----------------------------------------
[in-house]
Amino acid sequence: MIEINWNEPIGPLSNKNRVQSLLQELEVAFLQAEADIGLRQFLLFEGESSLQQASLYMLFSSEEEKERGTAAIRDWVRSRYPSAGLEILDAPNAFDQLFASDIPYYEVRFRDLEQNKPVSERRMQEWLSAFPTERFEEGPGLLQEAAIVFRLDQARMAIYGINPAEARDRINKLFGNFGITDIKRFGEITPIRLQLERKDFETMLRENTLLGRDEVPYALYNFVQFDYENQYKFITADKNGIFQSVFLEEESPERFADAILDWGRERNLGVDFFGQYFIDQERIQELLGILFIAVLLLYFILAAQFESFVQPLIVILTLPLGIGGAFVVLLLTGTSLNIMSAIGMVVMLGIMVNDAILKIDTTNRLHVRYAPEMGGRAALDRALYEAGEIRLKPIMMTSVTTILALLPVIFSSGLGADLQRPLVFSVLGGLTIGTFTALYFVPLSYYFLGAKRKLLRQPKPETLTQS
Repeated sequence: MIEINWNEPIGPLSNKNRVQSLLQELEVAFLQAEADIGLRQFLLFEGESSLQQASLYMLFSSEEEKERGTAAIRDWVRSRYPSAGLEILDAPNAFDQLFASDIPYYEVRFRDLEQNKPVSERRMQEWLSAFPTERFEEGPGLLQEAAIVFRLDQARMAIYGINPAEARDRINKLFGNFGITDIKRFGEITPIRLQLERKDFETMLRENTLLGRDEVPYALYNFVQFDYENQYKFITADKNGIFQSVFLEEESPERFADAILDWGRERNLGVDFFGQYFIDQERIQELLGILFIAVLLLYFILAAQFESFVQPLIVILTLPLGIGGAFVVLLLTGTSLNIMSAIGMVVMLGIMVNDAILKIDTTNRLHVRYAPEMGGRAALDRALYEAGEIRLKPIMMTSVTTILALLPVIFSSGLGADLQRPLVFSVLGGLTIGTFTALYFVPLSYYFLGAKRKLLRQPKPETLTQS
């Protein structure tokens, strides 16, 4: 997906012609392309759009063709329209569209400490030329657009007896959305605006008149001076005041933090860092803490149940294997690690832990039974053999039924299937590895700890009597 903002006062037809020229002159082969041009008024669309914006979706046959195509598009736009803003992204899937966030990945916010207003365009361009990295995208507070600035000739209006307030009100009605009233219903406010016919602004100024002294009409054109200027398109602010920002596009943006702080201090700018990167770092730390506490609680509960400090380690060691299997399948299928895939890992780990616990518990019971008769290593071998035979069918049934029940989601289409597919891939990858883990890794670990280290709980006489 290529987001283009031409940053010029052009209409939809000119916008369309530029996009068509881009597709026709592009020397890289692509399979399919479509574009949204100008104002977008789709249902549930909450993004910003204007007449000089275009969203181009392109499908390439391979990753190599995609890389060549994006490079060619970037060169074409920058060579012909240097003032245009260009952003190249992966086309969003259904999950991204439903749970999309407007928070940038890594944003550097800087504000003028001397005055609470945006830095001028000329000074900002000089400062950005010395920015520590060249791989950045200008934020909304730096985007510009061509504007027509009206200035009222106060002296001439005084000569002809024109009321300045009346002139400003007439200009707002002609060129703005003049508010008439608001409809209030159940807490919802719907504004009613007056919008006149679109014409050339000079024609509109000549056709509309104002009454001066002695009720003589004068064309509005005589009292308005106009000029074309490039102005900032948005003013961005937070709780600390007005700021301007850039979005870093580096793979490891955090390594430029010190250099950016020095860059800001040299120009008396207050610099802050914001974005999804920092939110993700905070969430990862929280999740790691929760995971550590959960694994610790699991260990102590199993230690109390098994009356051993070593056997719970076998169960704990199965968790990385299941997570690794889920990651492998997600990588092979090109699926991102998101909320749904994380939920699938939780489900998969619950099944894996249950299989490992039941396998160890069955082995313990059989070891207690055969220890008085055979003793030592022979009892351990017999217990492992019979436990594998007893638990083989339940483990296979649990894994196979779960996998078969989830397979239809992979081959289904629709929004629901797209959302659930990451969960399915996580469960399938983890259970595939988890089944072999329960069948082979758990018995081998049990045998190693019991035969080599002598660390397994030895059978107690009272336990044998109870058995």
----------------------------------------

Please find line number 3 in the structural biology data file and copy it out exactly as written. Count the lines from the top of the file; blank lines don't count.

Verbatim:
Repeated sequence: MIEINWNEPIGPLSNKNRVQSLLQELEVAFLQAEADIGLRQFLLFEGESSLQQASLYMLFSSEEEKERGTAAIRDWVRSRYPSAGLEILDAPNAFDQLFASDIPYYEVRFRDLEQNKPVSERRMQEWLSAFPTERFEEGPGLLQEAAIVFRLDQARMAIYGINPAEARDRINKLFGNFGITDIKRFGEITPIRLQLERKDFETMLRENTLLGRDEVPYALYNFVQFDYENQYKFITADKNGIFQSVFLEEESPERFADAILDWGRERNLGVDFFGQYFIDQERIQELLGILFIAVLLLYFILAAQFESFVQPLIVILTLPLGIGGAFVVLLLTGTSLNIMSAIGMVVMLGIMVNDAILKIDTTNRLHVRYAPEMGGRAALDRALYEAGEIRLKPIMMTSVTTILALLPVIFSSGLGADLQRPLVFSVLGGLTIGTFTALYFVPLSYYFLGAKRKLLRQPKPETLTQS